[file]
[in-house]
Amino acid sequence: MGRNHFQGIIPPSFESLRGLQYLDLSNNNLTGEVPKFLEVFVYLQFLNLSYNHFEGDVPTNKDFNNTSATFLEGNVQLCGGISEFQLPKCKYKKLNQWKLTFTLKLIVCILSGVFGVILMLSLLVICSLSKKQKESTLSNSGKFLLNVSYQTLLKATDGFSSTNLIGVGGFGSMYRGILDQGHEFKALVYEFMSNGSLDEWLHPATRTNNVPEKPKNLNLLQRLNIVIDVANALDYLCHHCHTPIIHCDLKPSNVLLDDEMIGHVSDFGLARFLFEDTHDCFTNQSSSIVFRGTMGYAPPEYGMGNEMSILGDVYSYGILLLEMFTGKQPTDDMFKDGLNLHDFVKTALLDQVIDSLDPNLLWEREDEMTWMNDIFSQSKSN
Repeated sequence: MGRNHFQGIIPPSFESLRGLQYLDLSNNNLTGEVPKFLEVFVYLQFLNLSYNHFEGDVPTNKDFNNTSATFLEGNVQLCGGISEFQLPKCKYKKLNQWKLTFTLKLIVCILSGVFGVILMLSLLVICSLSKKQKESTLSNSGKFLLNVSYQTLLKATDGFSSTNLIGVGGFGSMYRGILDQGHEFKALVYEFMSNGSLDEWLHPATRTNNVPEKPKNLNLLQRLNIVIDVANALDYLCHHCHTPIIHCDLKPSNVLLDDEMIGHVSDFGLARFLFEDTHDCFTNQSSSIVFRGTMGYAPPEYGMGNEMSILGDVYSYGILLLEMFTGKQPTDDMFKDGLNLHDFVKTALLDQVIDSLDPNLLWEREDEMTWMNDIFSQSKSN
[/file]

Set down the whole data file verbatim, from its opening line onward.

[in-house]
Amino acid sequence: MGRNHFQGIIPPSFESLRGLQYLDLSNNNLTGEVPKFLEVFVYLQFLNLSYNHFEGDVPTNKDFNNTSATFLEGNVQLCGGISEFQLPKCKYKKLNQWKLTFTLKLIVCILSGVFGVILMLSLLVICSLSKKQKESTLSNSGKFLLNVSYQTLLKATDGFSSTNLIGVGGFGSMYRGILDQGHEFKALVYEFMSNGSLDEWLHPATRTNNVPEKPKNLNLLQRLNIVIDVANALDYLCHHCHTPIIHCDLKPSNVLLDDEMIGHVSDFGLARFLFEDTHDCFTNQSSSIVFRGTMGYAPPEYGMGNEMSILGDVYSYGILLLEMFTGKQPTDDMFKDGLNLHDFVKTALLDQVIDSLDPNLLWEREDEMTWMNDIFSQSKSN
Repeated sequence: MGRNHFQGIIPPSFESLRGLQYLDLSNNNLTGEVPKFLEVFVYLQFLNLSYNHFEGDVPTNKDFNNTSATFLEGNVQLCGGISEFQLPKCKYKKLNQWKLTFTLKLIVCILSGVFGVILMLSLLVICSLSKKQKESTLSNSGKFLLNVSYQTLLKATDGFSSTNLIGVGGFGSMYRGILDQGHEFKALVYEFMSNGSLDEWLHPATRTNNVPEKPKNLNLLQRLNIVIDVANALDYLCHHCHTPIIHCDLKPSNVLLDDEMIGHVSDFGLARFLFEDTHDCFTNQSSSIVFRGTMGYAPPEYGMGNEMSILGDVYSYGILLLEMFTGKQPTDDMFKDGLNLHDFVKTALLDQVIDSLDPNLLWEREDEMTWMNDIFSQSKSN